I would like to know from any of you what is your nurse/pt. ratio and the nursing duties
that are involved. I work as a 1 nurse to average 41 pt ratio with one half long term stable residents and the other half for rehab., drug treatments, and so forth which involve a stay between 30 to 90 days. My duties include not only medications, but at times I would have 5-6 IV's going, 1-2 G-tubes, poss. trach. and wound care and drsg. changes, and then have to paper work, charting and supervising the floor, doing complicance rounds, checking in medications from the pharmacy and answering phones which do not include the possiblity of res.. change in status when my focus has to be on assessing the pt. Am I having too much of a workload for one nurse or is
it just me? I am stressed and usually having to average 5-10 hrs. of overtime per week because eight hours is not enough time to finish the work. I would appreciate your advice because I feel that having to have this workload with one nurse does not give me enough time with each individual pt. which puts me at risk for missing signs and symptoms if something goes wrong with my pts.
May 6, '00
I am not sure where you are from, or what shift you are talking about, because that makes a difference but I think my nurses would be walking.
I am one of two ADONs for a facility in Milwaukee, WI. We each have a unit to run. My unit has 44 capacity, but we usually have 38-40. These residents are pretty much intermediate care and stable. Days and PMs the schedule is for 2 nurses and 3-4 CNAs. The Noc schedule is for 1 nurse and 2 CNAs.
My partner's unit is the rehab unit she has 2 separate floors wiith 25 beds on each floor, and her census is usally 45-50. Each floor has a nurse and 3 CNAs for days and pms and nocs has i nurse each floor and 1.5-2 CNAs per floor. If the census is at capacity we try to give the nurse a med passer, whether a specially trained CNA who has taken the Medication Assistant course or a nurse who wants extra hours.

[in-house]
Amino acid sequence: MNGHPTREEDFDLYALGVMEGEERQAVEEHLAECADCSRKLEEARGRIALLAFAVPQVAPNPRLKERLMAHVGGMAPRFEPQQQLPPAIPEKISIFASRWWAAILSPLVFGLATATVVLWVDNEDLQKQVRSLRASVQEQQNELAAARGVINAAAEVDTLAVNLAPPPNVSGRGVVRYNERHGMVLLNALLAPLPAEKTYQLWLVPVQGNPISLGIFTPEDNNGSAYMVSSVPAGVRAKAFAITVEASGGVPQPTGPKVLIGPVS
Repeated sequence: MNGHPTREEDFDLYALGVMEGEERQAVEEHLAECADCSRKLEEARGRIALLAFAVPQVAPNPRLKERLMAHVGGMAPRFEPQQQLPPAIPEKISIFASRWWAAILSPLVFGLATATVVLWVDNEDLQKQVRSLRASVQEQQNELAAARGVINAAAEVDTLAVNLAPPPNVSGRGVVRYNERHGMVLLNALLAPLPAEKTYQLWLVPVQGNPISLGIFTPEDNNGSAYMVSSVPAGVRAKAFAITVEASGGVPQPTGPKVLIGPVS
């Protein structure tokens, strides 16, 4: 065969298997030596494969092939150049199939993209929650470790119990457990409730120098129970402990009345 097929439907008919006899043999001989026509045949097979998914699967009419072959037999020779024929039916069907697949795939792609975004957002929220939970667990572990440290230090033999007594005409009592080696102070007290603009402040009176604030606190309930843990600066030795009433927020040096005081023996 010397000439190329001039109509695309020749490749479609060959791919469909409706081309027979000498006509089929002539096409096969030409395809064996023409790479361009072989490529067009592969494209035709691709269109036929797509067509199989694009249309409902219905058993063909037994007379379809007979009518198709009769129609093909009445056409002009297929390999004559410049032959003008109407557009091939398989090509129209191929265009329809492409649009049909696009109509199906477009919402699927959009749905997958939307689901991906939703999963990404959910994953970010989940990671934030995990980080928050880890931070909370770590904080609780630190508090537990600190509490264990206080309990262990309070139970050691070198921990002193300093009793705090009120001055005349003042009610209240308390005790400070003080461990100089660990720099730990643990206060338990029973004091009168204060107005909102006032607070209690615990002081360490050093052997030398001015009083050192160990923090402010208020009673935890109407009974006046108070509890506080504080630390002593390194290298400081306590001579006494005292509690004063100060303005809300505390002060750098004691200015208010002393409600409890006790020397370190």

Now that is how we try to keep it scheduled. I will not lie and say it is that perfect because it is not.
Sometimes call-ins cannot be replaced and we work at a minimum, but that is where the teamwork has to really kick-in.
As management, I know all about the bottom line, but good managers do not want to burn out the staff.
I have a friend who was in a situation similar to yours and they wanted to add doing parts of the MDS on top of all that she did. When I asked her if she asked others about what it was like where they may have worked in the past, and they all said the same thing. I would suggest finding out from others in your area, network in your local chapter of ANA.
It sounds like you are showing signs of burn out and that is why the profession loses good nurses.
I wish you luck.
Please feel free to send a private message to me, when you feel you need to talk, that is the best I have to offer. NA
Last edit by TheCommuter on Jan 27, '10
: Reason: removed email address
Jul 3, '00
I am a new LPN and currently took my first nursing job in a LTC facility. I am feeling very overwhelmed. I to have 40+ patients to pass meds to. There are a total of 80+ residents, and 3 nurses. The charge nurse mainly takes care of paperwork and very little patient care. I am terrified of screwing up. To get all the meds passed on time, and to even have any time to just talk to the residents is about impossible. I am seriously thinking about quitting, because I don't feel that the residents are getting the care that they deserve. I worked as a CNA in a facility that had 62 residents, no IV's or highly skilled residents like the facility I am at now, and they had 3 nurses to the 62, and all three nurses provided patient care. I know I wouldn't put my loved one in the place that I am working now. Will I feel better about this place once I get used to the routine or will I continue to feel overwhelmed? HELP!!
Jul 4, '00
I don't blame you for the way you feel, your load seems high to me, but if you read my previous posting you will see that not all facilities staff like that.
Talk to classmates and see where they are working, and what kind of load they have. Check out other facilities. I have a cousin who felt like you did, I am thankful she did not leave nursing, but is working in a clinic instead.
I am not sure what your financial status is, but I recommend using a day off to check out other facilities. They are not all like that. Good Luck, NA
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